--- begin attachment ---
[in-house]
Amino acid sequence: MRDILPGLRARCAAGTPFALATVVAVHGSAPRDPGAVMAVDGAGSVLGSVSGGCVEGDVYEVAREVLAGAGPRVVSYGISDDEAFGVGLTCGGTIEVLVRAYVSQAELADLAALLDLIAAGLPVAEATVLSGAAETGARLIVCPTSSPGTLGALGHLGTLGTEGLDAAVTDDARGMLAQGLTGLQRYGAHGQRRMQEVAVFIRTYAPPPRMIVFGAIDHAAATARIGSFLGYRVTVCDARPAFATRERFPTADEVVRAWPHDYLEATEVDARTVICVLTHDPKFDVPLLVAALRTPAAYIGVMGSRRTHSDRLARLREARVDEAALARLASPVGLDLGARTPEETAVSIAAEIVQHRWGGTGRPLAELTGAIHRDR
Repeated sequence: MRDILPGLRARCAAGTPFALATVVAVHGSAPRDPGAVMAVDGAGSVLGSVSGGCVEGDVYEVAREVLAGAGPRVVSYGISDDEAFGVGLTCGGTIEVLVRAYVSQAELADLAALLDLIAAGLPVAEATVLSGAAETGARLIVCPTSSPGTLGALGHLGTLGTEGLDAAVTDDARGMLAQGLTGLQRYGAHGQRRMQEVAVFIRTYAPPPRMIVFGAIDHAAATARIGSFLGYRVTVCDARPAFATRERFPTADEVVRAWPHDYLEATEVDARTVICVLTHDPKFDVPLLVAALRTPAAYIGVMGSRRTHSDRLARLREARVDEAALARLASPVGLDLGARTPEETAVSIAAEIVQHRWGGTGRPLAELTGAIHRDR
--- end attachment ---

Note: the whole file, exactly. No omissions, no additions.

[in-house]
Amino acid sequence: MRDILPGLRARCAAGTPFALATVVAVHGSAPRDPGAVMAVDGAGSVLGSVSGGCVEGDVYEVAREVLAGAGPRVVSYGISDDEAFGVGLTCGGTIEVLVRAYVSQAELADLAALLDLIAAGLPVAEATVLSGAAETGARLIVCPTSSPGTLGALGHLGTLGTEGLDAAVTDDARGMLAQGLTGLQRYGAHGQRRMQEVAVFIRTYAPPPRMIVFGAIDHAAATARIGSFLGYRVTVCDARPAFATRERFPTADEVVRAWPHDYLEATEVDARTVICVLTHDPKFDVPLLVAALRTPAAYIGVMGSRRTHSDRLARLREARVDEAALARLASPVGLDLGARTPEETAVSIAAEIVQHRWGGTGRPLAELTGAIHRDR
Repeated sequence: MRDILPGLRARCAAGTPFALATVVAVHGSAPRDPGAVMAVDGAGSVLGSVSGGCVEGDVYEVAREVLAGAGPRVVSYGISDDEAFGVGLTCGGTIEVLVRAYVSQAELADLAALLDLIAAGLPVAEATVLSGAAETGARLIVCPTSSPGTLGALGHLGTLGTEGLDAAVTDDARGMLAQGLTGLQRYGAHGQRRMQEVAVFIRTYAPPPRMIVFGAIDHAAATARIGSFLGYRVTVCDARPAFATRERFPTADEVVRAWPHDYLEATEVDARTVICVLTHDPKFDVPLLVAALRTPAAYIGVMGSRRTHSDRLARLREARVDEAALARLASPVGLDLGARTPEETAVSIAAEIVQHRWGGTGRPLAELTGAIHRDR